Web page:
Isolate SL7 was identified by colony morphology, microscopic depiction and 16S rRNA gene sequencing. The isolate was grown overnight in 50 ml nutrient broth at 37 °C and 120 rpm. Bacterial cells were harvested through centrifugation in the late exponential phase and genomic DNA was extracted using a commercially available DNA extraction kit, according to the manufacturer's instructions. The purity and quantity of extracted DNA was analyzed by using a NanoDrop spectrophotometer (Fisher Scientific) and observed as 10 μg/mL. The 16S rRNA gene was amplified by polymerase chain reaction (PCR) using universal primers: 27F (5′-ATT CTA GAG TTT GAT CAT GGC TCA -3′) and 1492R (5′-ATG GTA CCG TGT G ACG GGC GGT GTG TA-3′). The reaction mixtures contained 0.5 μl of each primer, 12.5 μl of DreamTaq master mix, 10.5 μl of deionized water, and 1 μl DNA template (10 ng/μl). PCR was carried out under the following conditions: denaturation at 94 °C for 2 min, 30 cycles of denaturation at 95 °C for 1 min, annealing at 55 °C for 1 min, extension at 72 °C for 1 min, and a final extension step at 72 °C for 10 min. 16S rRNA gene amplification was confirmed by gel electrophoresis using 1% agarose gel containing 0.5 μg/ml ethidium bromide and analyzed using a Bio-Rad Gel Doc imaging system. The amplified 16S rRNA gene product was cloned into the pGEM-T Easy cloning vector and sequenced by the Macrogen Company (The Netherlands). The obtained sequence was subjected to BLAST analysis using the BLASTn program (http://www.ncbi.nlm.nih.gov/BLAST/). All the sequences were aligned, and a neighbor-joining phylogenetic tree was constructed using MEGA-X software (Kumar et al. 2018).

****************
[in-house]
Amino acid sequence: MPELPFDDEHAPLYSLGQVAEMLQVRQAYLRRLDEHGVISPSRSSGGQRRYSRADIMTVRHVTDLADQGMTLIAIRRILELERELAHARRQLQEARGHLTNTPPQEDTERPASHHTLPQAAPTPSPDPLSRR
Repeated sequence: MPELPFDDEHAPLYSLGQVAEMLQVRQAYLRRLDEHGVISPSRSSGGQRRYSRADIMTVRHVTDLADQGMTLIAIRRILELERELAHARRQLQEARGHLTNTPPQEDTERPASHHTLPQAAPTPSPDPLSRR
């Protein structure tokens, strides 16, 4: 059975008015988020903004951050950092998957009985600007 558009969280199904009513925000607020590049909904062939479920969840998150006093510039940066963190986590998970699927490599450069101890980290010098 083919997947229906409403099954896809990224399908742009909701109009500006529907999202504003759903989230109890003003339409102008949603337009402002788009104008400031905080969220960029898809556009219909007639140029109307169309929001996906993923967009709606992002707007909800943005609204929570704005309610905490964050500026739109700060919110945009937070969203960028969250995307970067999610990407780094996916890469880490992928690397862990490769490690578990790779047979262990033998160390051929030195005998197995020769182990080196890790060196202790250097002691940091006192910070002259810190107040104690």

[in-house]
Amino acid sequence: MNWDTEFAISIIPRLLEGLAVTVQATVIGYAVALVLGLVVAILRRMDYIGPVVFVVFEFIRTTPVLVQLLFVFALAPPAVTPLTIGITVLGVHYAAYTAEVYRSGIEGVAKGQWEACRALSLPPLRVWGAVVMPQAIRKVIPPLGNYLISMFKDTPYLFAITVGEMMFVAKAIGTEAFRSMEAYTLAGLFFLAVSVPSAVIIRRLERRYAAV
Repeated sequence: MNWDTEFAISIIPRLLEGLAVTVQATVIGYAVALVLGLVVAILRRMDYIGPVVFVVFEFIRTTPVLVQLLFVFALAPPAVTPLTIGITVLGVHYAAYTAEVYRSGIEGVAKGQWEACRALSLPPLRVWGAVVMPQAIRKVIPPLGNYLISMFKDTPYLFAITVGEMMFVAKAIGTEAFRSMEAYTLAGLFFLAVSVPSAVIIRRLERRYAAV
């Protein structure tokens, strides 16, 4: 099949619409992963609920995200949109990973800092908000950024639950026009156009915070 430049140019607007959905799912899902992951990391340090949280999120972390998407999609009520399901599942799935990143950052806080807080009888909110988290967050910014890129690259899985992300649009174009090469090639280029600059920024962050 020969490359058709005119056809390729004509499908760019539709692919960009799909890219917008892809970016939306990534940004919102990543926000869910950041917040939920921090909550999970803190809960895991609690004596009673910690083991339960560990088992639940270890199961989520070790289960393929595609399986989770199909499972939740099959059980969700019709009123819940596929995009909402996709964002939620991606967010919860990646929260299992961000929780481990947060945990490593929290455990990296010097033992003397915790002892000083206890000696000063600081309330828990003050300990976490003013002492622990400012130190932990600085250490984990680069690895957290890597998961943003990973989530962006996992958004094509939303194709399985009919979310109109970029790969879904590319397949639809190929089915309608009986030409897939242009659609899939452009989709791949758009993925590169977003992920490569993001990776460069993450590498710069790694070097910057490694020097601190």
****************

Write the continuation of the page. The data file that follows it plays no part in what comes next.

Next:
Culture conditions for alkali lignin degradation by bacterial isolate SL7

A degradation experiment was carried out in Erlenmeyer flasks (500 mL) containing 200 mL AL-MSM. The composition of the medium was (g/L): lignin, 3; Na2HPO4, 2.4; CaCl2, 0.01; NH4NO3, 0.1; MgSO4, 0.01; K2HPO4, 2.0; peptone (0.25%, w/v) and glucose (0.5%, w/v). The flasks were inoculated with 2 ml of overnight grown culture with an OD600 of 0.6. The effect of temperature and pH on lignin degradation by isolate SL7 was investigated by running the experiment at various ranges of temperature (20–50 °C) and pH (6.0–12.0). The experiment was run in triplicates and uninoculated flasks were used as a control. The samples were withdrawn at 24 h intervals up to a maximum of 7 days and processed for measurement of lignin degradation.

Lignin degradation by strain SL7

Color reduction assay

The color of the degradation medium was determined according to the CPPA standard methods (CPPA 1974). Here, 5 mL sample was collected at 24 h intervals and centrifuged at 8,000 rpm for 30 min. The pH of the supernatant was adjusted to 7.6 with 2M NaOH and its absorbance was measured at 465 nm by UV-visible spectrophotometer. Absorbance values were converted into color units (CU) by using the following formula:
formula
where A1 is the absorbance of standard solution (platinum–cobalt), and A2 is the absorbance of the sample.

Lignin reduction assay

The residual lignin contents were estimated by the method as previously described by Chandra et al. (2007). The pH of the supernatant was adjusted to 7.6 by phosphate buffer and its absorbance was measured at 280 nm by UV-visible light spectrophotometer. Degradation efficiency (%) was calculated as follows:
formula

The growth rate of strain SL7 was determined by measuring optical density at 600 nm (OD600) using a UV-visible light spectrophotometer.

Ligninolytic enzymes assay from strain SL7 during the time course of degradation